An orderly resolution process is expected to limit losses for creditors
An orderly resolution process is expected to limit losses for creditors

Enabling resolution of finance companies under IBC credit positive for banks: Moody's

ANI | Updated: Nov 25, 2019 11:01 IST

Singapore, Nov 25 (ANI): Inclusion of non-bank finance institutions (NBFIs) in the Insolvency and Bankruptcy Code (IBC) 2016 is credit positive for banks, Moody's Investors Service said on Monday.
Until now, the only resolution framework for NBFIs was through liquidation. On November 18, the government amended the IBC to allow for resolution of NBFIs, including housing finance companies with asset sizes greater than Rs 500 crore, via the IBC.
"We expect an orderly resolution process via the IBC will help limit losses for creditors as compared with liquidation," said Moody's.
Under the amended law, the resolution process can only be initiated by the regulator, the Reserve Bank of India (RBI). This is a departure from one of the core aspects of the IBC where any creditor to a company can initiate the insolvency process as long as they can prove that there has been a default by the company.
RBI's close involvement in the process indicates the NBFI sector's importance to overall financial stability, including the direct effect of any systemically important NBFI's failure on banks and other credit providers.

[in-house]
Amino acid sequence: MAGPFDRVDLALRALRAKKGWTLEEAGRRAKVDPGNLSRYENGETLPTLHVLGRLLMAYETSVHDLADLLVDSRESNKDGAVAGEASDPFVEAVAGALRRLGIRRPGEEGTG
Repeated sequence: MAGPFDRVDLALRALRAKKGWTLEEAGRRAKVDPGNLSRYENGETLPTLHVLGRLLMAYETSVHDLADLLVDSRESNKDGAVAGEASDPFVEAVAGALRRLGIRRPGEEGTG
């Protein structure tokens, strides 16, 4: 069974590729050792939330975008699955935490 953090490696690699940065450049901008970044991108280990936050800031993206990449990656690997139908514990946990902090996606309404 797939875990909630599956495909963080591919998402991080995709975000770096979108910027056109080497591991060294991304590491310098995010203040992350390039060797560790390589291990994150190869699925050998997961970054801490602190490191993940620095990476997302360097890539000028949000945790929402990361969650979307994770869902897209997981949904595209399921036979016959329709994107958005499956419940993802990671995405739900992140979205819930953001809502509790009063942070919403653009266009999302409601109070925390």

The central bank is authorised to appoint an administrator as well as an advisory committee that will oversee the resolution process.
"We expect the RBI to selectively approach the IBC to resolve NBFIs with severe liquidity or solvency issues, or to resolve companies whose weak corporate governance is deterring potential buyers. We also expect banks and the RBI to utilise other debt restructuring options before approaching the IBC," said Moody's.
On November 20, following the change in the IBC law, RBI initiated a resolution process of Dewan Housing Finance Ltd (DHFL), a stressed housing financing company. RBI superseded DHFL's board because of corporate governance issues and defaults by the company to
its creditors.
RBI has also appointed an administrator and an advisory committee to the administrator who will oversee the resolution process. Since July, banks and other creditors to DHFL have been unsuccessful in trying to restructure the company's liabilities. (ANI)

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